Attentional Distraction Reduces the Affective but Not the Sensory Dimension of Perceived Dyspnea

Respir Med. 2007 Apr;101(4):839-44. doi: 10.1016/j.rmed.2006.06.033. Epub 2006 Sep 12.

Abstract

The perception of dyspnea shows many similarities to the perception of pain. Both are multidimensional processes, which are not only influenced by sensory input but also by nonsensory factors like attention. Recent research has suggested that attentional distraction might reduce the perception of dyspnea but results are conflicting. Furthermore, the specific impact of attentional distraction on the distinct dimensions of perceived dyspnea has not been studied yet. Therefore, the present study examined the specific impact of changes in the attentional focus on the sensory and affective dimension of perceived dyspnea. Dyspnea was induced in forty-four healthy volunteers (mean age: 27.7 years, range: 18-47 years) by breathing through an inspiratory resistive load (3.57 kPa/L/s), while attention was directed either to breathing or distracted by reading texts. Inspiratory time (T(i)) and breathing frequency (f) were measured continuously. After each condition the experienced intensity (i.e., sensory dimension) and unpleasantness (i.e., affective dimension) of dyspnea were rated on separate visual analog scales (VAS), presented in randomized order. ANOVAs showed that attentional distraction during loaded breathing reduced the perceived unpleasantness of dyspnea (P<0.05), while the perceived intensity of dyspnea as well as T(i) and f remained unchanged. The results show that attentional distraction reduces the affective, but not the sensory dimension of induced dyspnea in healthy volunteers. Future studies are needed to clarify whether attentional distraction can effectively be used as intervention technique for reducing the unpleasant aspects of dyspnea in different patients groups.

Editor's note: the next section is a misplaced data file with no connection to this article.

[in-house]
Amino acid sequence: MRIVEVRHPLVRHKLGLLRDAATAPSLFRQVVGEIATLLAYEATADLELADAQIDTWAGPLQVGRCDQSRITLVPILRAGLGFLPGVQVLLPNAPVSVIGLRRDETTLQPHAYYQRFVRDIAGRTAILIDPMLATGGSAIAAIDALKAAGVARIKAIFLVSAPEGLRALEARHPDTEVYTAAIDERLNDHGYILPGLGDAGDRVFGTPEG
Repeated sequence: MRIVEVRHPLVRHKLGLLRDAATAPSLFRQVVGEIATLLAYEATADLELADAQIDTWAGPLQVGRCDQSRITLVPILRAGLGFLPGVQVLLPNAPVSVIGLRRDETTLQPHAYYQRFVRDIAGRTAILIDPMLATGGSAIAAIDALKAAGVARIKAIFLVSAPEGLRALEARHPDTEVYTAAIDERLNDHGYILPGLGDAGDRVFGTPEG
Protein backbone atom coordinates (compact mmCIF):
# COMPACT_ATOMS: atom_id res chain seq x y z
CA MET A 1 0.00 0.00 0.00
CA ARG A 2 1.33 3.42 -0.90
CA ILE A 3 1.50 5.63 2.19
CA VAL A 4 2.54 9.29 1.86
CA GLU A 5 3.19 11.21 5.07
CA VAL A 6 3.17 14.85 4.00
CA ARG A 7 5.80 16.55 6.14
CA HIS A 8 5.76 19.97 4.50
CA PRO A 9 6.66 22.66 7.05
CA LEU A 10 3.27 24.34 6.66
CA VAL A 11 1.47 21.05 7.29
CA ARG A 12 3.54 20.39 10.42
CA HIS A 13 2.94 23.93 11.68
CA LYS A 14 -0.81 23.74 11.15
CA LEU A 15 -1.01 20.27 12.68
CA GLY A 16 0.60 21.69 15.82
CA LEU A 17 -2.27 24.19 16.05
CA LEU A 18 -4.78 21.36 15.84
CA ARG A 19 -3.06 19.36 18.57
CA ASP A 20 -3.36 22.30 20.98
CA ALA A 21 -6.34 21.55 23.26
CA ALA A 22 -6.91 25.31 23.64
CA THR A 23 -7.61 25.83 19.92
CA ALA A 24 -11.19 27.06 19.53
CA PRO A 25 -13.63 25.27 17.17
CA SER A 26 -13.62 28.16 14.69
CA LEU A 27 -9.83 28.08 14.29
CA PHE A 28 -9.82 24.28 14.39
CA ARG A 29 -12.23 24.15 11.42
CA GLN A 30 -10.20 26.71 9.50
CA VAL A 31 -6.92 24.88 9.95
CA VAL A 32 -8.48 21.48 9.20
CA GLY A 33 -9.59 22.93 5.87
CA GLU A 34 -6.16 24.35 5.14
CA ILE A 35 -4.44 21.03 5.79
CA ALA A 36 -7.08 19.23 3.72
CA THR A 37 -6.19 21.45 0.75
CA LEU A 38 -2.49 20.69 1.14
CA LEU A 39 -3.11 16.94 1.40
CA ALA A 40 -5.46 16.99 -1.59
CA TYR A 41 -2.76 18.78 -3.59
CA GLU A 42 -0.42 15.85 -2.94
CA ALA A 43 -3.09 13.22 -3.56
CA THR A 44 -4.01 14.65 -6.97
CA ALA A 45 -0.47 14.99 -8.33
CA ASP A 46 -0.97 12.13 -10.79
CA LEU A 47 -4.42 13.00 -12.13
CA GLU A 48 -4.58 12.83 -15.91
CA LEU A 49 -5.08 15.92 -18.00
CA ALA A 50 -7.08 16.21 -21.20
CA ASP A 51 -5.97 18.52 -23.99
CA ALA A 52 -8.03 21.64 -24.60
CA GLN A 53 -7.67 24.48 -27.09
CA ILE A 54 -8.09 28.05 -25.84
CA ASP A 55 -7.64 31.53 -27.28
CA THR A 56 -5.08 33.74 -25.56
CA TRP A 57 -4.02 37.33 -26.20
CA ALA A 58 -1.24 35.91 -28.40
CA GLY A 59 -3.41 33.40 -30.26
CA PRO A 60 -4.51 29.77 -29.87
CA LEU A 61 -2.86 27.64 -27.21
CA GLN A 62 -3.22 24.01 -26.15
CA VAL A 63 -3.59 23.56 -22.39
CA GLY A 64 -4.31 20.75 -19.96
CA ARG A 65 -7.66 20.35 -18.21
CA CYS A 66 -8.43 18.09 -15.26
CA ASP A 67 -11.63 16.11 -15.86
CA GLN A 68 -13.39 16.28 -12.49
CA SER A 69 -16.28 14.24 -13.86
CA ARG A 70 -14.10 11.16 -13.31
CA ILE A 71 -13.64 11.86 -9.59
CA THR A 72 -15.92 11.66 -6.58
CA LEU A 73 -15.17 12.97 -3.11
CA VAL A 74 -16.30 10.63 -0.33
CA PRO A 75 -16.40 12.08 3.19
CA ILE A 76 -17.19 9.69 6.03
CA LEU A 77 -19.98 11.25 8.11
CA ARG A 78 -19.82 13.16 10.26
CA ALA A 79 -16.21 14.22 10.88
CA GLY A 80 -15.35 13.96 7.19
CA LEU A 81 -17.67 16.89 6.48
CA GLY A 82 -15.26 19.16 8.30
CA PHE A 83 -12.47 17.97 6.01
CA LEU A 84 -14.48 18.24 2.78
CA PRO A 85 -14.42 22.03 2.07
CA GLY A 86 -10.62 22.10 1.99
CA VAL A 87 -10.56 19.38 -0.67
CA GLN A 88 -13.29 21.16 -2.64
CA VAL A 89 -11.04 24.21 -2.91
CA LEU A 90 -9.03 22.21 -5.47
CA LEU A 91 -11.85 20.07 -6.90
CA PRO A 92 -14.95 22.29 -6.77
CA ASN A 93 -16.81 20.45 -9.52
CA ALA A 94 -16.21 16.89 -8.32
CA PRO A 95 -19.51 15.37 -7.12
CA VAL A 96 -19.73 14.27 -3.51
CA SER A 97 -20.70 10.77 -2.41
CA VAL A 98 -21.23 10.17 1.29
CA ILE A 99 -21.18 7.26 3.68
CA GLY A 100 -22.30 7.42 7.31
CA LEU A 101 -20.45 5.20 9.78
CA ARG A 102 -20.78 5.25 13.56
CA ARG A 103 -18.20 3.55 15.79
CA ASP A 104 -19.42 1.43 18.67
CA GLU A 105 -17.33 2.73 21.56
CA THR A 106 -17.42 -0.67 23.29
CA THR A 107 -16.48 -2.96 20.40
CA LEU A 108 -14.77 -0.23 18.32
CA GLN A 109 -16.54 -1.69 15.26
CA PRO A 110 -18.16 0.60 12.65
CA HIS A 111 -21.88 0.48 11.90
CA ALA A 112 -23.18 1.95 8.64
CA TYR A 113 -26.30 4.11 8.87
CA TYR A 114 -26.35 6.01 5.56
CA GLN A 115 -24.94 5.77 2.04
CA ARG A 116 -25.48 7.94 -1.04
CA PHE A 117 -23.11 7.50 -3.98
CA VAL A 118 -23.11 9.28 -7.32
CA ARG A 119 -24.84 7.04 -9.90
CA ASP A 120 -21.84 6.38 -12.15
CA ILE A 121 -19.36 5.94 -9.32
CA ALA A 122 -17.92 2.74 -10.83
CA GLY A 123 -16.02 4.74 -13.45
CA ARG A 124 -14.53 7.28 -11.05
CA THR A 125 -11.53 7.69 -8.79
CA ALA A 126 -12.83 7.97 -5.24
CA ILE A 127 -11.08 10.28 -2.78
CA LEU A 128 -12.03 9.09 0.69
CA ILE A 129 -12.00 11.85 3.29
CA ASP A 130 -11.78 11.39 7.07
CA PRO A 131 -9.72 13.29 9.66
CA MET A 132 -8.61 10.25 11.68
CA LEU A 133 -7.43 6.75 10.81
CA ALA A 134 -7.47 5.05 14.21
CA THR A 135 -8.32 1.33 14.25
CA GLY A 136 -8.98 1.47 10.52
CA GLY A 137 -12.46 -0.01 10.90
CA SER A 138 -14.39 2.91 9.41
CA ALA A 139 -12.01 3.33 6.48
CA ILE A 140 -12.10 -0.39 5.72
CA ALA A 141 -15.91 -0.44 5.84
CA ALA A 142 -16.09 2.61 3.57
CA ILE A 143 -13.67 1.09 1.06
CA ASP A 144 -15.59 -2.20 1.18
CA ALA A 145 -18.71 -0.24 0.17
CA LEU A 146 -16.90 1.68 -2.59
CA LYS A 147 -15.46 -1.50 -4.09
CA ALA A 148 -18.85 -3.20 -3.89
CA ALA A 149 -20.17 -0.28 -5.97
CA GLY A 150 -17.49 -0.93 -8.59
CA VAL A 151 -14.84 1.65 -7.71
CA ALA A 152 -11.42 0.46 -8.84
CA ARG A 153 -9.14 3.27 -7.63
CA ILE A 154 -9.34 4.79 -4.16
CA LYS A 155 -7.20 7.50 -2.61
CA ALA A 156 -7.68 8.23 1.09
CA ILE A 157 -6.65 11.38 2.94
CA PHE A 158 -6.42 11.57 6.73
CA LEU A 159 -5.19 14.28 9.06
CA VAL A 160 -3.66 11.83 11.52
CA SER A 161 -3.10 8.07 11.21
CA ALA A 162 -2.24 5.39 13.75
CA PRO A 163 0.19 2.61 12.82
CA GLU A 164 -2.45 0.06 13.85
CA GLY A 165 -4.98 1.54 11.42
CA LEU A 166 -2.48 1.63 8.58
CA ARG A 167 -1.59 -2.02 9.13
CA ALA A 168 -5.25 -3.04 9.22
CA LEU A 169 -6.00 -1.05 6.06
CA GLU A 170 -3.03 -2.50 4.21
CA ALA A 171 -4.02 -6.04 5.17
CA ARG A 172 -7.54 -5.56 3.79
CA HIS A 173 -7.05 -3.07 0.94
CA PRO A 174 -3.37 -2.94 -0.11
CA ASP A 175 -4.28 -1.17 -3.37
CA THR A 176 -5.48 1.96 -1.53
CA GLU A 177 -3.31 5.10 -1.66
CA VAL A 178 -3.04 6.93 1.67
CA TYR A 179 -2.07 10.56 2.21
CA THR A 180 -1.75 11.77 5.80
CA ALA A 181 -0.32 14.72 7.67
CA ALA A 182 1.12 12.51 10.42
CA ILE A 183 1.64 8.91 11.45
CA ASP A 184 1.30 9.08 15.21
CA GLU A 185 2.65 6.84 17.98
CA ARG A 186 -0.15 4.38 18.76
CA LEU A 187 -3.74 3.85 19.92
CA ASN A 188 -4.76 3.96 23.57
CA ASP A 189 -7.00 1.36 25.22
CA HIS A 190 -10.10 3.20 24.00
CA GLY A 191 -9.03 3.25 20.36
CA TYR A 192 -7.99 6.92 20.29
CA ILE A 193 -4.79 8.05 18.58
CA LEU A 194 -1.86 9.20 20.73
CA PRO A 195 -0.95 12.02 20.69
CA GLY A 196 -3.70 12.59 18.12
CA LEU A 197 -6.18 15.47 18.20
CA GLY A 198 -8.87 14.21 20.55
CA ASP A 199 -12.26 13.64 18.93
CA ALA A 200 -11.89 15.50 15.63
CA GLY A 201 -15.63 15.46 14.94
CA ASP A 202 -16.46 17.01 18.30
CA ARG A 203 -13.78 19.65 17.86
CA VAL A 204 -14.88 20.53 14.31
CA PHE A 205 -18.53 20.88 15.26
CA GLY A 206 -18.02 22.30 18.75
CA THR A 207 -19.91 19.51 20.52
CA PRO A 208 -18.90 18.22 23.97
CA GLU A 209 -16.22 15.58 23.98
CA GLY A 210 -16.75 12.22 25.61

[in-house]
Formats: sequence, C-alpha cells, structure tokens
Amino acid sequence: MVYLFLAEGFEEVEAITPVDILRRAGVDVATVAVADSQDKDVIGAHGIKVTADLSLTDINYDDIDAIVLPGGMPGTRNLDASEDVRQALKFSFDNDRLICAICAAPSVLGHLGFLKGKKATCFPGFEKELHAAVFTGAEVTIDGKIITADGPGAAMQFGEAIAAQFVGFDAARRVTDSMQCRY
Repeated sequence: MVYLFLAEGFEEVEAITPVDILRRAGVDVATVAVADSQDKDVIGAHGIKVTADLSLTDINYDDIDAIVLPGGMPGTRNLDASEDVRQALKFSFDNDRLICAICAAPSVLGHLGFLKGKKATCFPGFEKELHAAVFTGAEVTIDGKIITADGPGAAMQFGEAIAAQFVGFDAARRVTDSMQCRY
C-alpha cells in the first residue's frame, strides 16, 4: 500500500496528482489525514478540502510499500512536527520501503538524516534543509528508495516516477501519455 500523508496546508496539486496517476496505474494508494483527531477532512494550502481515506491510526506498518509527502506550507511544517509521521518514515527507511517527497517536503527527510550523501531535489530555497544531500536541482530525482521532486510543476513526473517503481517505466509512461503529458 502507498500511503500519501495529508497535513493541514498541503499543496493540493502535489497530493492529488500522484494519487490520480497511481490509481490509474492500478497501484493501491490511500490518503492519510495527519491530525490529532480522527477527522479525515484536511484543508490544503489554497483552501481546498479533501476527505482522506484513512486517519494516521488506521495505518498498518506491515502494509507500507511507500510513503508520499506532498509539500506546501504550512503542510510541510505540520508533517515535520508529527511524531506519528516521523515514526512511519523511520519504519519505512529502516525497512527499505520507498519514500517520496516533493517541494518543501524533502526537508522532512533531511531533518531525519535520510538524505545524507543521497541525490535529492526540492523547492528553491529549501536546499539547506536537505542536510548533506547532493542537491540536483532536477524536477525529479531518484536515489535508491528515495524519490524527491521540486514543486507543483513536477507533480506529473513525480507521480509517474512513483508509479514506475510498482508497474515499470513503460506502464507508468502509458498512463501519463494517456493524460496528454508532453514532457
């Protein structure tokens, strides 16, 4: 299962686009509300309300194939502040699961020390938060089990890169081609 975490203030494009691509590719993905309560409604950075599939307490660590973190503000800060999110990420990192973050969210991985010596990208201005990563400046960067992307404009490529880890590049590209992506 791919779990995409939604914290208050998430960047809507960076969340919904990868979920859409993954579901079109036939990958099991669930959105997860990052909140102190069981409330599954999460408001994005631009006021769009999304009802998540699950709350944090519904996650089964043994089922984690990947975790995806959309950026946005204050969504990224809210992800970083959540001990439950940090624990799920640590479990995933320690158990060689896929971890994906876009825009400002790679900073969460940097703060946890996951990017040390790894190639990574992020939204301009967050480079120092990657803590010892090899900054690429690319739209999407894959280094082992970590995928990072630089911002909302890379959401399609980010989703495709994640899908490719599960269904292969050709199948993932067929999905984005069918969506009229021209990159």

MeSH terms

  • Adolescent
  • Adult
  • Affect*
  • Attention*
  • Dyspnea / psychology*
  • Female
  • Humans
  • Male
  • Middle Aged
  • Pain / psychology
  • Pain Measurement / psychology
  • Perception
  • Respiration
  • Sensation*